In English, that means that there are significant problems with the proxy data.
Dr. Schmidt goes on to say, "There is an average of 0.8o C difference between the isotopic temperatures calculated from NP and WA after calibration and both have maximum errors from summer sea surface temperature (SST) of over 7o C (at year 10)."
Maximum errors of over 7o C! That is almost 14 degrees Fahrenheit. How then is the Nobel Prize-winning report able to plot a temperature graph to a tenth of a degree? Is this just sloppy work, or could it be deliberate?
As they say on TV infomercials, "But wait...there's more!" Peeling back another layer of the onion reveals more problems. Even the instrument-derived temperature data is fraught with problems. The temperature data plotted on the graph is supposed to be a global average. But instrument-derived temperature data has not been reliably available on all seven continents for most of the twentieth century. Last time I looked at the globe in my office, it had seven continents on it.
But in another graphic in the 2007 IPCC report, Antarctica is missing. What happened to Antarctica? How clever to leave out the coldest place on Earth when trying to make the case for AGW. Temperature data from two other continents is problematic; the first regular temperature reports from the interiors of Africa and South America do not begin until 1949, which is why those lines are dashed prior to 1949. The first regular temperature records from Antarctica do not even exist until 1957, when the international community agreed on the International Geophysical Year (IGY). The data from the other five continents is problematic as well prior to the IGY.
One of the very first accomplishments of the U.N.'s World Meteorological Organization was to standardize the way meteorological data, and specifically temperature data, was collected. This standardization did not go into effect until the IGY. Prior to the IGY, some countries read temperature data from thermometers exposed to direct sunlight. This technique skewed the data substantially to the warm side. The standard now is that temperature data is to be read from a calibrated thermometer (or temperature sensor) inside a well-ventilated housing unit to get what is termed the "ambient air temperature." So essentially there is no reliable global instrument based-temperature data available prior to 1957. Is it possible that all of these well-documented problems with global temperature data were overlooked by the scientists from East Anglia University in Britain? The answer may lie in one of the recently uncovered e-mails. One such e-mail was in response to a discussion about the 2009 temperature data set and was sent on the 27th of October, 2009 from Dr. Michael Mann to the now-discredited Dr. Phil Jones. Dr. Mann states the following: "As we all know, this isn't about truth at all, its about plausibly deniable accusations."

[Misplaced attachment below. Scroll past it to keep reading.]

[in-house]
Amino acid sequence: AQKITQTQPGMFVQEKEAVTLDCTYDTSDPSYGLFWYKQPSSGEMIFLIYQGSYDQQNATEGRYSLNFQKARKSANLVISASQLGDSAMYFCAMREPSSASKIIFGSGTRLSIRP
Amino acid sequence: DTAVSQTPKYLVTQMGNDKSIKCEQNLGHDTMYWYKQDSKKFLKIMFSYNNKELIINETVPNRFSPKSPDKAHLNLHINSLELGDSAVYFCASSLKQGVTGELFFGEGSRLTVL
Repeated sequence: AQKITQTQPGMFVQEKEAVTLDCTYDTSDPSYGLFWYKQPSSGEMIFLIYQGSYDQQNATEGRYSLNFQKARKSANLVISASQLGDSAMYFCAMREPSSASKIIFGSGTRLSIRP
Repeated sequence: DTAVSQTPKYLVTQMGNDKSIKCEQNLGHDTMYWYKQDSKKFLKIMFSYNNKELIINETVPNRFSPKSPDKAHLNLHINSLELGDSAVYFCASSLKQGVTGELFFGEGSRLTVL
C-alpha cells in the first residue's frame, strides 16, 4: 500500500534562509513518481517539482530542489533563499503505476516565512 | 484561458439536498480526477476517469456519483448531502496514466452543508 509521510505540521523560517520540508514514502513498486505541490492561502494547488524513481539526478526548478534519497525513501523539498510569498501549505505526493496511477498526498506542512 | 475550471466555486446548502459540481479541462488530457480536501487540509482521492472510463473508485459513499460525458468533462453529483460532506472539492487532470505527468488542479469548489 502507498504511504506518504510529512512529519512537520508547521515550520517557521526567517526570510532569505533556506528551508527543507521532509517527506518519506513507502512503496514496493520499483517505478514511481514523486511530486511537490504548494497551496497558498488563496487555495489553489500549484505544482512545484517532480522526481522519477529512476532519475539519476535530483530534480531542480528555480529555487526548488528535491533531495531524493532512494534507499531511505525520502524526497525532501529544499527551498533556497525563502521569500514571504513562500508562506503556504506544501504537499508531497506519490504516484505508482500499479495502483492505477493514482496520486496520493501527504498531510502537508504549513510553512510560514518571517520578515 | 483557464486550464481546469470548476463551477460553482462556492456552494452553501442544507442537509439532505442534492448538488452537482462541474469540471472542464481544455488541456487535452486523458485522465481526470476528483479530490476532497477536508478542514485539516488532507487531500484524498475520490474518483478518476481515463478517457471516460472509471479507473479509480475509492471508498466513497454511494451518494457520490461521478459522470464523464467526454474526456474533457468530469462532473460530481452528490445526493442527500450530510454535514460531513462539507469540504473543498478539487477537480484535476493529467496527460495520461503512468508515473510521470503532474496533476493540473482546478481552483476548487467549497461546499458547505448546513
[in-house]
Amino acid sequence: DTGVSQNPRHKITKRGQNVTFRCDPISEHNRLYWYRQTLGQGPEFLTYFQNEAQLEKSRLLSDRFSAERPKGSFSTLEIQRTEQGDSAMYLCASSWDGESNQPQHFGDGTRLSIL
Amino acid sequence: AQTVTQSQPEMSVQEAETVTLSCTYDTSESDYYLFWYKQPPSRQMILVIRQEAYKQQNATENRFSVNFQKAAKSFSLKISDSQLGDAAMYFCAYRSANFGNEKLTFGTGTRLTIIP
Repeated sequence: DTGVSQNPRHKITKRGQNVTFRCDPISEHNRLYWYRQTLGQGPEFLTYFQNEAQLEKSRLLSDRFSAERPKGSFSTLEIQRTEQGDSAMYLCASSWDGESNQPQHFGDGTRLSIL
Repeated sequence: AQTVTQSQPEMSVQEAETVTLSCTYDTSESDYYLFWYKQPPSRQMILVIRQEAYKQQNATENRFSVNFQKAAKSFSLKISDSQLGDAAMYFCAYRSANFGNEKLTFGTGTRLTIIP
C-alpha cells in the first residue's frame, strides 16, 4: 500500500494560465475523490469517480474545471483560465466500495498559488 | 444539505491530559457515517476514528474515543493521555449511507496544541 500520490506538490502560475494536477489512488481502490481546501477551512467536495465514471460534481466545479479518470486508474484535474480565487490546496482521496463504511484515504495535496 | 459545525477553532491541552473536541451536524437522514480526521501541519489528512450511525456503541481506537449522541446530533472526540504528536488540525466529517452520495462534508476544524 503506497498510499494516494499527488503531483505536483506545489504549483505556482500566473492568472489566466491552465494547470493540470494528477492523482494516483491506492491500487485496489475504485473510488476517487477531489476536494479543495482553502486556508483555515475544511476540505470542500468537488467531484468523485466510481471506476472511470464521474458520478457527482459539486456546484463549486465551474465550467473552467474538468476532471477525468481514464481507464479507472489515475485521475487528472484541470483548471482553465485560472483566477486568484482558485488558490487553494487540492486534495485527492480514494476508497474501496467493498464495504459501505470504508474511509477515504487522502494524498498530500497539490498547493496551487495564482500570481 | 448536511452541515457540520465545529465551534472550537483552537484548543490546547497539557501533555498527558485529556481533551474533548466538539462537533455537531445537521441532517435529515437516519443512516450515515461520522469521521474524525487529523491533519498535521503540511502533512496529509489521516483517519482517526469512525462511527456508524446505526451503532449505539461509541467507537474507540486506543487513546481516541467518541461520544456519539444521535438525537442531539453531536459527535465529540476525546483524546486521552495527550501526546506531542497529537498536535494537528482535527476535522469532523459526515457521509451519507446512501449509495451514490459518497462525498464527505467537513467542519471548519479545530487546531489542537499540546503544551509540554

And for this the Nobel Prize was awarded!